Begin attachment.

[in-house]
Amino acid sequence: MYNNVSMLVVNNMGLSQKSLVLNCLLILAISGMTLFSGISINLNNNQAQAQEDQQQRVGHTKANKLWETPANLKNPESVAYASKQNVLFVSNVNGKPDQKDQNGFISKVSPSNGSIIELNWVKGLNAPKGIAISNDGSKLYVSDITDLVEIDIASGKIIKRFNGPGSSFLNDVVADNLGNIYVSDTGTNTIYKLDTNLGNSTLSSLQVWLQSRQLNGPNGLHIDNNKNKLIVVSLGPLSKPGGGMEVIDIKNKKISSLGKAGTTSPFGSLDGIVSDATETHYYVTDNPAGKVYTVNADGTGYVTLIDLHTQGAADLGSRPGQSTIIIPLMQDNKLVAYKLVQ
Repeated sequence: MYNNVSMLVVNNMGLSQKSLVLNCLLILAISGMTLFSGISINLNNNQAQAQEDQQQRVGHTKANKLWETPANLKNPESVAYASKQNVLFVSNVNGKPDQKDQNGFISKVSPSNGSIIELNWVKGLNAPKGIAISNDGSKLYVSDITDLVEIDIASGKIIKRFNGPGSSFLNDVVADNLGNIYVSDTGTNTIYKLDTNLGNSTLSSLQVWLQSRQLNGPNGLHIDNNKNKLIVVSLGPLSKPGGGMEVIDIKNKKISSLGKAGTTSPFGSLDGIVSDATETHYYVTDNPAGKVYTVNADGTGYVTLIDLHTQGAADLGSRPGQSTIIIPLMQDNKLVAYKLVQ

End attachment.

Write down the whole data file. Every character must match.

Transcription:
[in-house]
Amino acid sequence: MYNNVSMLVVNNMGLSQKSLVLNCLLILAISGMTLFSGISINLNNNQAQAQEDQQQRVGHTKANKLWETPANLKNPESVAYASKQNVLFVSNVNGKPDQKDQNGFISKVSPSNGSIIELNWVKGLNAPKGIAISNDGSKLYVSDITDLVEIDIASGKIIKRFNGPGSSFLNDVVADNLGNIYVSDTGTNTIYKLDTNLGNSTLSSLQVWLQSRQLNGPNGLHIDNNKNKLIVVSLGPLSKPGGGMEVIDIKNKKISSLGKAGTTSPFGSLDGIVSDATETHYYVTDNPAGKVYTVNADGTGYVTLIDLHTQGAADLGSRPGQSTIIIPLMQDNKLVAYKLVQ
Repeated sequence: MYNNVSMLVVNNMGLSQKSLVLNCLLILAISGMTLFSGISINLNNNQAQAQEDQQQRVGHTKANKLWETPANLKNPESVAYASKQNVLFVSNVNGKPDQKDQNGFISKVSPSNGSIIELNWVKGLNAPKGIAISNDGSKLYVSDITDLVEIDIASGKIIKRFNGPGSSFLNDVVADNLGNIYVSDTGTNTIYKLDTNLGNSTLSSLQVWLQSRQLNGPNGLHIDNNKNKLIVVSLGPLSKPGGGMEVIDIKNKKISSLGKAGTTSPFGSLDGIVSDATETHYYVTDNPAGKVYTVNADGTGYVTLIDLHTQGAADLGSRPGQSTIIIPLMQDNKLVAYKLVQ